Flaxseed Lowers A High Blood Pressure

Flaxseed is emerging as one of the most effective nutritional medicines for lowering a high blood pressure. Also known as linseed, flaxseed are a rich source of antioxidant polyphenols known as lignans. They are also a good source of beneficial omega-3 fatty acids and fibre.

How does flaxseed lower blood pressure?

Flaxseeds are one of the richest sources of lignans, antioxidant polyphenols which are best known for their oestrogen-like action. Flaxseed provide eight times more lignans than the other main dietary source, sesame seed, and must be ground or crushed to release the maximum amount of lignans for absorption.

Lignans have a variety of beneficial effects on the circulation, improving cholesterol and glucose control. The blood pressure lowering effect of flaxseed is thought to result from their high levels of omega-3 alpha-linolenic acid, however. This omega-3 was found to block an enzyme called epoxide hydrolase which would otherwise generate substances known as oxylipins which are associated with a rise in blood pressure.

In a study known as FlaxPAD, which involved 110 people with peripheral arterial disease, eating 30g of ground flaxseed per day, for 6 months, was associated with significant blood pressure reductions of 10/7 mm Hg blood pressure compared with placebo.

In those with hypertension at the start of the trial (systolic blood pressure 140 mmHg or over) blood pressure improvements were even greater at 15/7 mmHg in those taking flaxseed. These results are astonishing, given that participants had significant hardening and furring up of the arteries, and the  researchers concluded that flaxseed ‘induced one of the most potent antihypertensive effects achieved by a dietary intervention’.

Another recent study showed that flaxseed can also lower central blood pressure in the aorta – the largest artery in the body. In patients with high blood pressure, the average decrease in central blood pressures was 10/6 mm Hg compared with placebo.

When the results from 14 earlier trials, involving 1004 people, were analysed, the overall result showed that flaxseed supplements reduced blood pressure by an average of 1.77/1.58 mm Hg. This seems a lot less dramatic, although a 2 mm Hg reduction in systolic blood pressure can lower the risk of stroke mortality by 10% and the mortality from ischemic heart disease by 7%.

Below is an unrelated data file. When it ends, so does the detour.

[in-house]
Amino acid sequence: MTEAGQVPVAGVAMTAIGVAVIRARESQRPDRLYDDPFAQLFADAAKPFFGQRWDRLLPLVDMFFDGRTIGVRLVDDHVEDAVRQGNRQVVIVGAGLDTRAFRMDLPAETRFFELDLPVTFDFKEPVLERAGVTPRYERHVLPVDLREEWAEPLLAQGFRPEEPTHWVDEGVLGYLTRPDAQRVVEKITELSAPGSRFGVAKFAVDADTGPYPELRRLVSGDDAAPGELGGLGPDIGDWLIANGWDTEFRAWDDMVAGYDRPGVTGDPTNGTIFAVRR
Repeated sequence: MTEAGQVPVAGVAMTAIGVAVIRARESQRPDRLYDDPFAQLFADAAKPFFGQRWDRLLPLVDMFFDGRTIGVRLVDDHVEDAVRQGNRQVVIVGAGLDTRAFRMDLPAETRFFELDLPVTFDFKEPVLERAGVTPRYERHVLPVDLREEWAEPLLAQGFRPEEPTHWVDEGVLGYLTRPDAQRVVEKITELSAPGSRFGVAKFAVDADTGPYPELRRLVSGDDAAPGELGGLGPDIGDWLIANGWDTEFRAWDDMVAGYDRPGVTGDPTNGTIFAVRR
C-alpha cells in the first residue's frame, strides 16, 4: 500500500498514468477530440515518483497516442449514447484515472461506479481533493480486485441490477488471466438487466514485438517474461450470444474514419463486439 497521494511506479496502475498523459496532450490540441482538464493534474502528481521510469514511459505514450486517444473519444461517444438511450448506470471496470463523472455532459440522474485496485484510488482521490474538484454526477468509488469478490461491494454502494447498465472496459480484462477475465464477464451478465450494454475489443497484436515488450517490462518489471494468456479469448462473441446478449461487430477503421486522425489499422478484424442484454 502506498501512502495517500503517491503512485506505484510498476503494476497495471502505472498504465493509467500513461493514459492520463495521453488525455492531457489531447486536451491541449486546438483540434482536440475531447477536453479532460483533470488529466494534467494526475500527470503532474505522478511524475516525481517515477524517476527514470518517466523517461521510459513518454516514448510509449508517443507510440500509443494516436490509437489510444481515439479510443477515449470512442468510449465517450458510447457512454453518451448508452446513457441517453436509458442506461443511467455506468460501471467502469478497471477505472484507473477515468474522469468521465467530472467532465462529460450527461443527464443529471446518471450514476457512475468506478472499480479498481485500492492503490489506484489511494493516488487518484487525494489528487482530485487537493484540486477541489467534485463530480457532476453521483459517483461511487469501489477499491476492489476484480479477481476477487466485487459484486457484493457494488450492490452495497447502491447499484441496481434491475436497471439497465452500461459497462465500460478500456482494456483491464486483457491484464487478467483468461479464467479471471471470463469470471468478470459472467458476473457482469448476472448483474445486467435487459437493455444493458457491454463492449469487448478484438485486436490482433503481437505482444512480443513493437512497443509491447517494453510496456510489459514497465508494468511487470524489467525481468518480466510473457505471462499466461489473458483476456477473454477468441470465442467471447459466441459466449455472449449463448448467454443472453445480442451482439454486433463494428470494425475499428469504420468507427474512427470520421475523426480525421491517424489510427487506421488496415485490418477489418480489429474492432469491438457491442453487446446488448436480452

However, not all these studies used all the components of flaxseed. Six used flaxseed oil and 3 used flaxseed extracts containing concentrated lignans in capsule form, rather than ground or whole flaxseed which are recognised as producing the most pronounced reductions in blood pressure. Another factor was that some studies only lasted 3, 4 or 6 weeks, and trials of longer durations, of at least 12 weeks, were shown to have the best response.

How to add flaxseed to your diet

Although flaxseed oil supplements are widely available, you will gain the best blood pressure lowering effect by eating ground or whole flaxseeds. Milling releases significantly more omega-3 and lignans for absorption than when eating the seeds whole.

Sprinkle the flaxseed on any meal, add to muesli, smoothies, deserts, and use in baking, too. Regular daily use of 30g was the dose used in clinical trials, with best results seen after 12 weeks.

If you have high blood pressure, then following the so-called DASH diet – which is essentially a low-salt version of the Mediterranean diet, will also produce good results.

Click here to find out how to follow the DASH diet.

Image credits:  HealthAliciousness.com/flickr;

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Dr Sarah Brewer
QUORA EXPERT - TOP WRITER 2018 Dr Sarah Brewer MSc (Nutr Med), MA (Cantab), MB, BChir, RNutr, MBANT, CNHC Cert IoD qualified from Cambridge University with degrees in Natural Sciences, Medicine and Surgery. After working in general practice, she gained a master's degree in nutritional medicine from the University of Surrey. Sarah is a registered Medical Doctor, a registered Nutritionist and a registered Nutritional Therapist. She is an award winning author of over 70 popular self-help books and a columnist for Prima magazine.

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